My favorite dead
Dawn is of course the critics' favorite, for its comic book flavor, relative lightheartedness, commentary on consumerism; when the critics went to see Day, they were expecting more of the same. But Romero had moved beyond the satire of Dawn; he was making metaphysical and philosophical statements on the human condition, rendered in extremis--soldiers vs. scientists, men vs. women (or woman), pacifists vs. idealists, all cooped up in a hellhole of a pressure-cooker set to 'apocalypse.' Unpleasant characters and nasty, tense dialogue? It's the end of the world; things are falling apart. They're not going to sit down to drink tea, they're going to fight each other tooth and nail for whatever little is left worth having.
And it actually makes sense that Day, conceptually the most ambitious of Romero's Dead films, should also be the most spatially constrained (he turned down extra funding to do an "R" rated movie)--instead of showing you the world taken over by zombies, Romero hit upon the brilliant, possibly genius idea of showing a blank wall (much of the film was shot in an actual subterranean location--the Wampum Mine, a former limestone mine, near Pittsburgh), and telling you that beyond the wall is a world taken over by zombies. Our imagination went into overdrive accordingly, and claustrophobia and the stench of desperation the characters gave off completed the illusion--of a dead-end, no-win situation, of a candle burnt out at both ends, of rats crammed in a tight space tearing themselves into pieces.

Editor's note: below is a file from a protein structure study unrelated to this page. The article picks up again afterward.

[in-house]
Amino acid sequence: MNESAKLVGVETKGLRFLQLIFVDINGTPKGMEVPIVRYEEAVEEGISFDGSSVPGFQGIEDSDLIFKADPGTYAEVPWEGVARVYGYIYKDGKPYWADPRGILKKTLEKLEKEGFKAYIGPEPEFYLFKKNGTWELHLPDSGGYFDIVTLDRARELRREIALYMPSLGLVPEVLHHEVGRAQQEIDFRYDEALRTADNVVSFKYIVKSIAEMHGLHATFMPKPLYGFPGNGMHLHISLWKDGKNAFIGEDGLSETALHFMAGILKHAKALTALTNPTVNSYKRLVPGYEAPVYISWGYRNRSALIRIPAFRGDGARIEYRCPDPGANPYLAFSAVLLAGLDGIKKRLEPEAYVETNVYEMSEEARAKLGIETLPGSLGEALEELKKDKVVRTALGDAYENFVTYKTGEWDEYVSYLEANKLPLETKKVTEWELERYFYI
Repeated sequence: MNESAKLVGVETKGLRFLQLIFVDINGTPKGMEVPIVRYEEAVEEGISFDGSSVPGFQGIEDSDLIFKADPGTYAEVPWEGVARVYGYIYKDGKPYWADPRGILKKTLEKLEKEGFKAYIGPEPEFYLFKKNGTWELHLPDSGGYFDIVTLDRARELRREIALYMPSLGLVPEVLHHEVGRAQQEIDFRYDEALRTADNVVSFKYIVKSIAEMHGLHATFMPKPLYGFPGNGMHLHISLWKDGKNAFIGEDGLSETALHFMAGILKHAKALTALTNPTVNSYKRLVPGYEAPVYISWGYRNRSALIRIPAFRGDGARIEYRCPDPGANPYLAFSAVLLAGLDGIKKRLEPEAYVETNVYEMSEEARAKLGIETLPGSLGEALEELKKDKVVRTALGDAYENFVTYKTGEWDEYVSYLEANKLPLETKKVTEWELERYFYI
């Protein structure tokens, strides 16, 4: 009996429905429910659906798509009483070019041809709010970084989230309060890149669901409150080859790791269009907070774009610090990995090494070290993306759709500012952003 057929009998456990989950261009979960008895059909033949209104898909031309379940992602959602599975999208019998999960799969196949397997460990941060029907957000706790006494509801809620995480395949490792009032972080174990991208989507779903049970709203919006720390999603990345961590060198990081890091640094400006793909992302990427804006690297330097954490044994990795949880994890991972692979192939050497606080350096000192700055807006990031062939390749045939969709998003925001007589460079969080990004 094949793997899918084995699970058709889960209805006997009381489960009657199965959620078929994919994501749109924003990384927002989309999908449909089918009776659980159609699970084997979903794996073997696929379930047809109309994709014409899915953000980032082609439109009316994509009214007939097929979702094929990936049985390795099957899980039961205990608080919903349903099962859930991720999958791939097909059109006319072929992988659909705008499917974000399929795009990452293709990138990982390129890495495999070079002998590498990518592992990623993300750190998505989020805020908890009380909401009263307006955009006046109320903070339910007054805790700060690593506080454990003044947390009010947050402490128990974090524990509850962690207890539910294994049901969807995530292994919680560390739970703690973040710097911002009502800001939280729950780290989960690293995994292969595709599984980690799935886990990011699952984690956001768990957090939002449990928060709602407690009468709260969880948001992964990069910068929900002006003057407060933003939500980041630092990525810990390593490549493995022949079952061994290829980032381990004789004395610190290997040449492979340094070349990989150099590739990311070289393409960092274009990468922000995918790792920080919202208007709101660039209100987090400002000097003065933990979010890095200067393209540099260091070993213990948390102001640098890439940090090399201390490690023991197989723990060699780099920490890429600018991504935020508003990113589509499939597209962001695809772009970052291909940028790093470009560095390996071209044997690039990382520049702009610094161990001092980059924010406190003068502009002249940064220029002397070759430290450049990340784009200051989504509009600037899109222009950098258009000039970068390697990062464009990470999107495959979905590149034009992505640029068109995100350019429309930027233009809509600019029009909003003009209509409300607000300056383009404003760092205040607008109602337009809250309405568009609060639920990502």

This is black comedy on the order of Stanley Kubrick's Dr. Strangelove--the world ending not with a bang, but the steady sound of chomping. Strange how Day brings everything around to a full circle--as with 2001 (yet another Kubrick film), the most sympathetic character onscreen isn't any member of the species we're supposed to identify with but one of the enemy, able to fulfill both our dearest wishes (human contact; perhaps even human affection with one of the undead) and worst fears (a zombie intelligent enough to pick up and shoot a gun). Strangest of all, the ferocity of the zombies waiting outside the wire fence to chew on the remaining humans is nothing compared to the ferocity with which said humans fight each other to survive, if only for a few more days.
Midway through the film is a speech that puts everything--the film, Romero's vision, the world, humanity, everything--into perspective:
"Hey, you know what they keep down here in this cave? Man, they got the books and the records of the top 100 companies. They got the Defense Department budget down here. And they got the negatives for all your favorite movies. They got microfilm with tax return and newspaper stories. They got immigration records, census reports, and they got the accounts of all the wars and plane crashes and volcano eruptions and earthquakes and fires and floods and all the other disasters that interrupted the flow of things in the good ole U.S. of A.
"Now what does it matter, Sarah darling? All this filing and record keeping? We ever gonna give a shit? We even gonna get a chance to see it all? This is a great, big 14 mile tombstone!"
Macbeth's "Tomorrow" speech, slightly expanded. Put that way, the recent crash of the sub-prime lending market doesn't seem all that bad.